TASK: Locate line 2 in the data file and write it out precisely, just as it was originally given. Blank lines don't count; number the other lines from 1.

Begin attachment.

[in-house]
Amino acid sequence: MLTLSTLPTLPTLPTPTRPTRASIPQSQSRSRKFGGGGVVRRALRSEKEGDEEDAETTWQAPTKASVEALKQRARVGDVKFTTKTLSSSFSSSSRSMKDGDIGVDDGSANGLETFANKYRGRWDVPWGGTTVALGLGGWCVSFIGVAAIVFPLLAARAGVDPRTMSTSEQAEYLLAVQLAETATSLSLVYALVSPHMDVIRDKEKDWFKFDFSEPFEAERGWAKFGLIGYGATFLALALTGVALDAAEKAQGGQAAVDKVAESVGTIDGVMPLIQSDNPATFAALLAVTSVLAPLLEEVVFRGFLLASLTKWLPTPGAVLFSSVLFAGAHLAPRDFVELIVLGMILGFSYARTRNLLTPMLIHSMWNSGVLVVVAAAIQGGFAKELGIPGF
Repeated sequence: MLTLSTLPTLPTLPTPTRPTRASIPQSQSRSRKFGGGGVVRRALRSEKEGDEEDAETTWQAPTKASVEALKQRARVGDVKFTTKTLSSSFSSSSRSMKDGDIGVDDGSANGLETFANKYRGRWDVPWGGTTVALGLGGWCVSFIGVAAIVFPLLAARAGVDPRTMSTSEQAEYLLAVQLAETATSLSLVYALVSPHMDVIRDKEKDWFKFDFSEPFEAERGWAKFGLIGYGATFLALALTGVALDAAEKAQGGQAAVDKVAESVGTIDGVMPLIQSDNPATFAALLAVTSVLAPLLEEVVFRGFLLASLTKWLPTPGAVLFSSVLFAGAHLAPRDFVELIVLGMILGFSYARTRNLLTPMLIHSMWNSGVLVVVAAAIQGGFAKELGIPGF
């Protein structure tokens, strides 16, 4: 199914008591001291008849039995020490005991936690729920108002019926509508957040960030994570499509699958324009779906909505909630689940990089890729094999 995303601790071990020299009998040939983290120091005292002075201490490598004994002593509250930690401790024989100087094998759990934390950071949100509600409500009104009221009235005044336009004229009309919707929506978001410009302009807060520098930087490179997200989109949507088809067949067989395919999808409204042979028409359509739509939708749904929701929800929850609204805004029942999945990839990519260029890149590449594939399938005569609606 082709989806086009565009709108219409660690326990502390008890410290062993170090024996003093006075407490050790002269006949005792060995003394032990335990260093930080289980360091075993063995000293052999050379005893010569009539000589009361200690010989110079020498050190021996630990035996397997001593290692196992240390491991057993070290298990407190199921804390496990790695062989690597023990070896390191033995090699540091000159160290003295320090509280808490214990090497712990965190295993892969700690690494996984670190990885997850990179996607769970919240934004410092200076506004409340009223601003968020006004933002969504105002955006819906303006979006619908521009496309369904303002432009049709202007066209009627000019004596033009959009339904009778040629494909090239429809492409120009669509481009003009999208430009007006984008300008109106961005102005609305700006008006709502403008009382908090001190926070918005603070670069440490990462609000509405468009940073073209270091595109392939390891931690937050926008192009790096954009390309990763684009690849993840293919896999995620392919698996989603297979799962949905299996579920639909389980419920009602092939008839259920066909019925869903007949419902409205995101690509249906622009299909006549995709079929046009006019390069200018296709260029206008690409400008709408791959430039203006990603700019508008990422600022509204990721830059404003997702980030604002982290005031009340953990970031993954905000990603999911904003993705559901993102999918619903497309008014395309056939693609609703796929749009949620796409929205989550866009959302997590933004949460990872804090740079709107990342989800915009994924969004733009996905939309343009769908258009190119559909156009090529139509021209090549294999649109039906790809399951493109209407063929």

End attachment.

Amino acid sequence: MLTLSTLPTLPTLPTPTRPTRASIPQSQSRSRKFGGGGVVRRALRSEKEGDEEDAETTWQAPTKASVEALKQRARVGDVKFTTKTLSSSFSSSSRSMKDGDIGVDDGSANGLETFANKYRGRWDVPWGGTTVALGLGGWCVSFIGVAAIVFPLLAARAGVDPRTMSTSEQAEYLLAVQLAETATSLSLVYALVSPHMDVIRDKEKDWFKFDFSEPFEAERGWAKFGLIGYGATFLALALTGVALDAAEKAQGGQAAVDKVAESVGTIDGVMPLIQSDNPATFAALLAVTSVLAPLLEEVVFRGFLLASLTKWLPTPGAVLFSSVLFAGAHLAPRDFVELIVLGMILGFSYARTRNLLTPMLIHSMWNSGVLVVVAAAIQGGFAKELGIPGF